Robert Munro
/ Rob Munro


Malawi in August 2006.

Crossing into Malawi saw us on some slightly better roads and greener landscape as we descended towards Lake Malawi.

Lake Malawi has a greater variety of fish than the Atlantic Ocean, many of them endemic. This one was delicious. We didn't actually enter the dinosaur museum, but did peer through the window to see the bones of the the Malawisaurus.

Riding down to the lake at Nkarta Bay.

At Big Blue lodge where we met up with Paul again who's riding with us for the remainder of the trip. Bottom right are the Mzuzu girls football team. They beat Nkarta Bay 4-1.

We took a local boat north to Sanje. The first picture is a local headman, complete with dress shirt and tie, paddling his canoe for 8 hours to visit another village. The ever-present hordes of kids found us there too.

Around the lake shore - big boats and boababs.

We caught the MV Ilala - two nights from Nkarta Bay to Monkey Bay. We met a fun group of Brits on board - there wasn't a whole lot to do except lie in the sun (and also the moon - we didn't have cabins so everyone slept on the deck, the lucky ones in tents) and jump off into the water each time we stopped.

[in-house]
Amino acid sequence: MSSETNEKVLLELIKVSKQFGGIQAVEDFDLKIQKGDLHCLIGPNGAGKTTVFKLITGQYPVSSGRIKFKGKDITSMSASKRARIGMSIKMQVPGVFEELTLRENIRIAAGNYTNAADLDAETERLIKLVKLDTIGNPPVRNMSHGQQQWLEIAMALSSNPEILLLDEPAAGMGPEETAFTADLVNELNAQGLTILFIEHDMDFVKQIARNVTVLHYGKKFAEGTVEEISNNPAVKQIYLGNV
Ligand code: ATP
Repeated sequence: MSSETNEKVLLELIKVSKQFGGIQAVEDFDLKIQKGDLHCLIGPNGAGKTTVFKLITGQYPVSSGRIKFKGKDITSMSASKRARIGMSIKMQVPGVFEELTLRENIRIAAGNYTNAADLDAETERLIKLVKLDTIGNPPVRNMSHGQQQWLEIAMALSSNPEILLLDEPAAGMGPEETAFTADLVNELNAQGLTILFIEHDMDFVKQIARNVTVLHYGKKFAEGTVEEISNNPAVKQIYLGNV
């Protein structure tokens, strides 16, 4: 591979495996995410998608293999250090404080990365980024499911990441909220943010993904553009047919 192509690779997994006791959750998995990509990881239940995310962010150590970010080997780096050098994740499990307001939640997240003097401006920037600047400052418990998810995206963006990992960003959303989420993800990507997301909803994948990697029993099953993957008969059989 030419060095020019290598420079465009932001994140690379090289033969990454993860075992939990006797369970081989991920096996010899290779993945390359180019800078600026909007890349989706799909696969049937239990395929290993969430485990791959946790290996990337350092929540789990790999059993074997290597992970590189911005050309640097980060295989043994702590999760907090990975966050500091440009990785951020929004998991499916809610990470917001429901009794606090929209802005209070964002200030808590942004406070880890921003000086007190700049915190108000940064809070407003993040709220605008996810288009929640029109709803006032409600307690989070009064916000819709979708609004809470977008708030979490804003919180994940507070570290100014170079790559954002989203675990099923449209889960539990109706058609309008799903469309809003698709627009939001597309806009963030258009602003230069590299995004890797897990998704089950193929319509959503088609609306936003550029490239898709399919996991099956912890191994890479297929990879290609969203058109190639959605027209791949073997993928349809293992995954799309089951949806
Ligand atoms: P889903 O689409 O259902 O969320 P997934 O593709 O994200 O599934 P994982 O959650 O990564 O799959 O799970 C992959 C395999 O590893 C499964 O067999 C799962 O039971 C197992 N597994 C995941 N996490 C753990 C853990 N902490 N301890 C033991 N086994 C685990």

After relaxing in Nkarta Bay and on the ferry we took a well-earned break for a couple of days in Cape Maclear.

An important part of travelling is sampling the local delicacies - it's always great to see the look of joy on someone's face as they watch me savour the gizzards, entrails or fish-head that they've specially prepared. Sometimes it's also good to find ice-cream.

Staring at a flat tire won't inflate it. Just when Peter and I were feeling pretty good about our 3000kms from Nairobi we ran into Kurt and Dorothee who have been cycling for 8 years criss-crossing most continents a few times.

South of Blantyre we had an almost flat day of cycling, bringing the total amount of flat days to 2 1/2 so far. Here we are approaching the Mulanje Massif.

We dropped the bikes off at the bottom and hiked for 3 days in a circuit up Mulanje.

The whole area was lush but up high it was above the tree-line and quite sheer. The last photo above is an area burned out by poachers hunting Hyrex - we never really saw the poachers but could see their fires up on the hills at night.

We summitted the highest peak on the second day, just in time to see a wall of mist roll in and destroy the view.

Wild men and wild flowers.

An abandoned village in the forest and one of the huts we stayed in.

Back down for a swim in a beautiful rock-pool before completing the trialathon of a day by cycling across the border to Mozambique.

The last leg of our journey is in Mozambique.